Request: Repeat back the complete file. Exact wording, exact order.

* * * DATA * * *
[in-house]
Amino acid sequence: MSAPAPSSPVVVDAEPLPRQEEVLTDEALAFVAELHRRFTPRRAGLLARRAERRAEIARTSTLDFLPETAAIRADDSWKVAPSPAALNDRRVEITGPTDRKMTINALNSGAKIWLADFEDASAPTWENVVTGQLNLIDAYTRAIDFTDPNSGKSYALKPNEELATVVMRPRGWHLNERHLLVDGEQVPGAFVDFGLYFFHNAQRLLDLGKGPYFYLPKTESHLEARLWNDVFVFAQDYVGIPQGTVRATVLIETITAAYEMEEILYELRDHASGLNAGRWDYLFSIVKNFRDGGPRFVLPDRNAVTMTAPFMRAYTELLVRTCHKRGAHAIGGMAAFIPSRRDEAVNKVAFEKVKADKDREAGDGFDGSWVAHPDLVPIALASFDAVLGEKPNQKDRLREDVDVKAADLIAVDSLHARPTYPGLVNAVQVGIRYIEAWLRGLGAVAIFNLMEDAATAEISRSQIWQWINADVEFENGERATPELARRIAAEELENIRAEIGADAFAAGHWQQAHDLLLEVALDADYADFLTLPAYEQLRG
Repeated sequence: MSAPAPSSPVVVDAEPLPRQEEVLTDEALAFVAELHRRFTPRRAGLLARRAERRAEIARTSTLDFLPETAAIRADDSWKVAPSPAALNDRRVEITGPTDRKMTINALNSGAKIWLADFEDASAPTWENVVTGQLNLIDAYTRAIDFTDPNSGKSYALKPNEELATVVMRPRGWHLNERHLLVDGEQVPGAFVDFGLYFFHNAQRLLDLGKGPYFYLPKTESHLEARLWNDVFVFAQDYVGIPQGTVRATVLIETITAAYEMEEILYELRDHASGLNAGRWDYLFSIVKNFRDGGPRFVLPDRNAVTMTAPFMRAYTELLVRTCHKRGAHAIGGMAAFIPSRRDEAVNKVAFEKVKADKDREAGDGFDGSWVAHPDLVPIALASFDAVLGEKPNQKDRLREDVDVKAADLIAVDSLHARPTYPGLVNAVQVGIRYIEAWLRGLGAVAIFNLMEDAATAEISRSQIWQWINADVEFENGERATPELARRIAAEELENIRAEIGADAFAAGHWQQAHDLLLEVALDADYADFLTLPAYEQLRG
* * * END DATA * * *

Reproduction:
[in-house]
Amino acid sequence: MSAPAPSSPVVVDAEPLPRQEEVLTDEALAFVAELHRRFTPRRAGLLARRAERRAEIARTSTLDFLPETAAIRADDSWKVAPSPAALNDRRVEITGPTDRKMTINALNSGAKIWLADFEDASAPTWENVVTGQLNLIDAYTRAIDFTDPNSGKSYALKPNEELATVVMRPRGWHLNERHLLVDGEQVPGAFVDFGLYFFHNAQRLLDLGKGPYFYLPKTESHLEARLWNDVFVFAQDYVGIPQGTVRATVLIETITAAYEMEEILYELRDHASGLNAGRWDYLFSIVKNFRDGGPRFVLPDRNAVTMTAPFMRAYTELLVRTCHKRGAHAIGGMAAFIPSRRDEAVNKVAFEKVKADKDREAGDGFDGSWVAHPDLVPIALASFDAVLGEKPNQKDRLREDVDVKAADLIAVDSLHARPTYPGLVNAVQVGIRYIEAWLRGLGAVAIFNLMEDAATAEISRSQIWQWINADVEFENGERATPELARRIAAEELENIRAEIGADAFAAGHWQQAHDLLLEVALDADYADFLTLPAYEQLRG
Repeated sequence: MSAPAPSSPVVVDAEPLPRQEEVLTDEALAFVAELHRRFTPRRAGLLARRAERRAEIARTSTLDFLPETAAIRADDSWKVAPSPAALNDRRVEITGPTDRKMTINALNSGAKIWLADFEDASAPTWENVVTGQLNLIDAYTRAIDFTDPNSGKSYALKPNEELATVVMRPRGWHLNERHLLVDGEQVPGAFVDFGLYFFHNAQRLLDLGKGPYFYLPKTESHLEARLWNDVFVFAQDYVGIPQGTVRATVLIETITAAYEMEEILYELRDHASGLNAGRWDYLFSIVKNFRDGGPRFVLPDRNAVTMTAPFMRAYTELLVRTCHKRGAHAIGGMAAFIPSRRDEAVNKVAFEKVKADKDREAGDGFDGSWVAHPDLVPIALASFDAVLGEKPNQKDRLREDVDVKAADLIAVDSLHARPTYPGLVNAVQVGIRYIEAWLRGLGAVAIFNLMEDAATAEISRSQIWQWINADVEFENGERATPELARRIAAEELENIRAEIGADAFAAGHWQQAHDLLLEVALDADYADFLTLPAYEQLRG